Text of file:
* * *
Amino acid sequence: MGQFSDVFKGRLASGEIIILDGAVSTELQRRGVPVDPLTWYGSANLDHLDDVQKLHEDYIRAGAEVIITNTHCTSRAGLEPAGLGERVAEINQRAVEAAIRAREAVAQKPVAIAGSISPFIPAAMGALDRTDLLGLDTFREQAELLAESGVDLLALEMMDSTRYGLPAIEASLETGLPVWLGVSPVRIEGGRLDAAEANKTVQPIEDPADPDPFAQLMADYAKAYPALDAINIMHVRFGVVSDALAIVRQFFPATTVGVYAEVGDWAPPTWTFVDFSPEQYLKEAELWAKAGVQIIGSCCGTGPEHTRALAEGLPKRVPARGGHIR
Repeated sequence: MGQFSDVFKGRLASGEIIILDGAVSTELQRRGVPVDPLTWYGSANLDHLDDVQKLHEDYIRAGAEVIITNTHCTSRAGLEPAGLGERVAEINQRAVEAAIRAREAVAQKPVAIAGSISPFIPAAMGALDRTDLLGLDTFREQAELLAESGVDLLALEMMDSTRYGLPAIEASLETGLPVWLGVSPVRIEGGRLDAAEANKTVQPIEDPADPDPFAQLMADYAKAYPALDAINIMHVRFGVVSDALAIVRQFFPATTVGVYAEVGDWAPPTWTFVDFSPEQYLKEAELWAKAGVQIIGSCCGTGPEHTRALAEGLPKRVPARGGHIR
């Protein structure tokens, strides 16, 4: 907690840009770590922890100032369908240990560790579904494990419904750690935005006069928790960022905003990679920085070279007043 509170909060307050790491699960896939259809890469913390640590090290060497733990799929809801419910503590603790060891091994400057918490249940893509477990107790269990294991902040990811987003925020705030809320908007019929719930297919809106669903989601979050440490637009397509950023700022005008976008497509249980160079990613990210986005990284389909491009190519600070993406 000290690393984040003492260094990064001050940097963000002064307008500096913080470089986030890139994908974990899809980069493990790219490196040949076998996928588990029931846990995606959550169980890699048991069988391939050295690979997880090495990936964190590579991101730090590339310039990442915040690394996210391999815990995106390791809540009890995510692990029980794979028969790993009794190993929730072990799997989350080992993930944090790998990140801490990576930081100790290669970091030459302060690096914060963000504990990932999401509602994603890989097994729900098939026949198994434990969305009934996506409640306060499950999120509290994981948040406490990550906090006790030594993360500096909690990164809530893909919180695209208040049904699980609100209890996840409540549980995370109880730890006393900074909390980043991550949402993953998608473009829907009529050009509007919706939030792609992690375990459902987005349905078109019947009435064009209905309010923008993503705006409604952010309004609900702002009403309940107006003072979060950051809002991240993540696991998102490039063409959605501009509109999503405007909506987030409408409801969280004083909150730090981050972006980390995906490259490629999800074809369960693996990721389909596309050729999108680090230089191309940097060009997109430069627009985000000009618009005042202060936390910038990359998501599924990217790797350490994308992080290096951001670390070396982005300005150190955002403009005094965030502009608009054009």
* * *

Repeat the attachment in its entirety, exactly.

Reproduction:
Amino acid sequence: MGQFSDVFKGRLASGEIIILDGAVSTELQRRGVPVDPLTWYGSANLDHLDDVQKLHEDYIRAGAEVIITNTHCTSRAGLEPAGLGERVAEINQRAVEAAIRAREAVAQKPVAIAGSISPFIPAAMGALDRTDLLGLDTFREQAELLAESGVDLLALEMMDSTRYGLPAIEASLETGLPVWLGVSPVRIEGGRLDAAEANKTVQPIEDPADPDPFAQLMADYAKAYPALDAINIMHVRFGVVSDALAIVRQFFPATTVGVYAEVGDWAPPTWTFVDFSPEQYLKEAELWAKAGVQIIGSCCGTGPEHTRALAEGLPKRVPARGGHIR
Repeated sequence: MGQFSDVFKGRLASGEIIILDGAVSTELQRRGVPVDPLTWYGSANLDHLDDVQKLHEDYIRAGAEVIITNTHCTSRAGLEPAGLGERVAEINQRAVEAAIRAREAVAQKPVAIAGSISPFIPAAMGALDRTDLLGLDTFREQAELLAESGVDLLALEMMDSTRYGLPAIEASLETGLPVWLGVSPVRIEGGRLDAAEANKTVQPIEDPADPDPFAQLMADYAKAYPALDAINIMHVRFGVVSDALAIVRQFFPATTVGVYAEVGDWAPPTWTFVDFSPEQYLKEAELWAKAGVQIIGSCCGTGPEHTRALAEGLPKRVPARGGHIR
């Protein structure tokens, strides 16, 4: 907690840009770590922890100032369908240990560790579904494990419904750690935005006069928790960022905003990679920085070279007043 509170909060307050790491699960896939259809890469913390640590090290060497733990799929809801419910503590603790060891091994400057918490249940893509477990107790269990294991902040990811987003925020705030809320908007019929719930297919809106669903989601979050440490637009397509950023700022005008976008497509249980160079990613990210986005990284389909491009190519600070993406 000290690393984040003492260094990064001050940097963000002064307008500096913080470089986030890139994908974990899809980069493990790219490196040949076998996928588990029931846990995606959550169980890699048991069988391939050295690979997880090495990936964190590579991101730090590339310039990442915040690394996210391999815990995106390791809540009890995510692990029980794979028969790993009794190993929730072990799997989350080992993930944090790998990140801490990576930081100790290669970091030459302060690096914060963000504990990932999401509602994603890989097994729900098939026949198994434990969305009934996506409640306060499950999120509290994981948040406490990550906090006790030594993360500096909690990164809530893909919180695209208040049904699980609100209890996840409540549980995370109880730890006393900074909390980043991550949402993953998608473009829907009529050009509007919706939030792609992690375990459902987005349905078109019947009435064009209905309010923008993503705006409604952010309004609900702002009403309940107006003072979060950051809002991240993540696991998102490039063409959605501009509109999503405007909506987030409408409801969280004083909150730090981050972006980390995906490259490629999800074809369960693996990721389909596309050729999108680090230089191309940097060009997109430069627009985000000009618009005042202060936390910038990359998501599924990217790797350490994308992080290096951001670390070396982005300005150190955002403009005094965030502009608009054009």